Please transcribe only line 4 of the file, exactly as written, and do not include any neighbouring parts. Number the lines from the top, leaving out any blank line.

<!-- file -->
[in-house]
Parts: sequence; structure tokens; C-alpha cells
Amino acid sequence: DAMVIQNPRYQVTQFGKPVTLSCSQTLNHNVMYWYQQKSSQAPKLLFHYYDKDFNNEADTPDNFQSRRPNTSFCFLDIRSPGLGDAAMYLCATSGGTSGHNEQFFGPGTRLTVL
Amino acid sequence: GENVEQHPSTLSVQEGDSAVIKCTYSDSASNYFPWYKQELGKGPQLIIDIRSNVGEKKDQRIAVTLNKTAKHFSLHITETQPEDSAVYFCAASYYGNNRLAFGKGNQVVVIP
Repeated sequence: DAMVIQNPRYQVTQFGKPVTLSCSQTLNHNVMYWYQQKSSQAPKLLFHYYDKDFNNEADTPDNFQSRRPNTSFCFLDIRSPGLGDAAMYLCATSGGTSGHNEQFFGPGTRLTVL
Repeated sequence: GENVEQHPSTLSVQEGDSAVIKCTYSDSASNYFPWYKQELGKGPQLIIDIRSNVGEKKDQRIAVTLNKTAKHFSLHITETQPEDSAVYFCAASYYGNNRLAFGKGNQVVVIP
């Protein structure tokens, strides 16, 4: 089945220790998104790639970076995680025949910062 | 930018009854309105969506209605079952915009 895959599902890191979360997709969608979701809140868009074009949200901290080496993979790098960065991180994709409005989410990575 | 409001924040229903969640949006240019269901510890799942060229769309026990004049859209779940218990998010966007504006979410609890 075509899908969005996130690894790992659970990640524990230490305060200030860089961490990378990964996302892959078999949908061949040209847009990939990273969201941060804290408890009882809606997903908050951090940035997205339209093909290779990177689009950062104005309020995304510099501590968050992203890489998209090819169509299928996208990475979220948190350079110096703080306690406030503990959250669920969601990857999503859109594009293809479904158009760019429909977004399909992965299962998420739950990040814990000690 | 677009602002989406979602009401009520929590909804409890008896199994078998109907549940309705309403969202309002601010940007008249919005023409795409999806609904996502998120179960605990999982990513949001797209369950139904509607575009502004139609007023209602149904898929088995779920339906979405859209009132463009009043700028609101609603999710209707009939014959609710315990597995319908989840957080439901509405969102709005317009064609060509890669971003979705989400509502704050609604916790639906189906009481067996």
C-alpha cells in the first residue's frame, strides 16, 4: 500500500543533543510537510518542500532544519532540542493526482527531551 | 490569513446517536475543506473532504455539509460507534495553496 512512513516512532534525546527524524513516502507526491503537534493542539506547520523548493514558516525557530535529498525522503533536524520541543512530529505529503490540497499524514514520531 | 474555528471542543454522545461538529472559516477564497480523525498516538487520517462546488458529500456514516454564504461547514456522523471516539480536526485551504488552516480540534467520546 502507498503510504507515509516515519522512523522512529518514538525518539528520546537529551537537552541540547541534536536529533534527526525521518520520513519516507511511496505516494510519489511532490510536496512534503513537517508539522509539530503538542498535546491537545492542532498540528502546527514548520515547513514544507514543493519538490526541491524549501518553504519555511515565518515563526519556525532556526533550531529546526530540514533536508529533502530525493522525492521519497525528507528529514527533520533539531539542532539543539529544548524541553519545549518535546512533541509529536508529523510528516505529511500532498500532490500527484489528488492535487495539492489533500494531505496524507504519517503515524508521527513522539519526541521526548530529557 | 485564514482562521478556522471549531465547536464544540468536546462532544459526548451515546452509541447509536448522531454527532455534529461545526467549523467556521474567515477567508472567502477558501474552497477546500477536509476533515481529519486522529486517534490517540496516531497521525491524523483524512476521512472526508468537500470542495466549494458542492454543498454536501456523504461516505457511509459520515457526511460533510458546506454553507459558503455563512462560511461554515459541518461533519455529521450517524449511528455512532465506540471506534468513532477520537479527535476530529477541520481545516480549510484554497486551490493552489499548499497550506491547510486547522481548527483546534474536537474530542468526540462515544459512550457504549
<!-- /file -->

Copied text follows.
Amino acid sequence: GENVEQHPSTLSVQEGDSAVIKCTYSDSASNYFPWYKQELGKGPQLIIDIRSNVGEKKDQRIAVTLNKTAKHFSLHITETQPEDSAVYFCAASYYGNNRLAFGKGNQVVVIP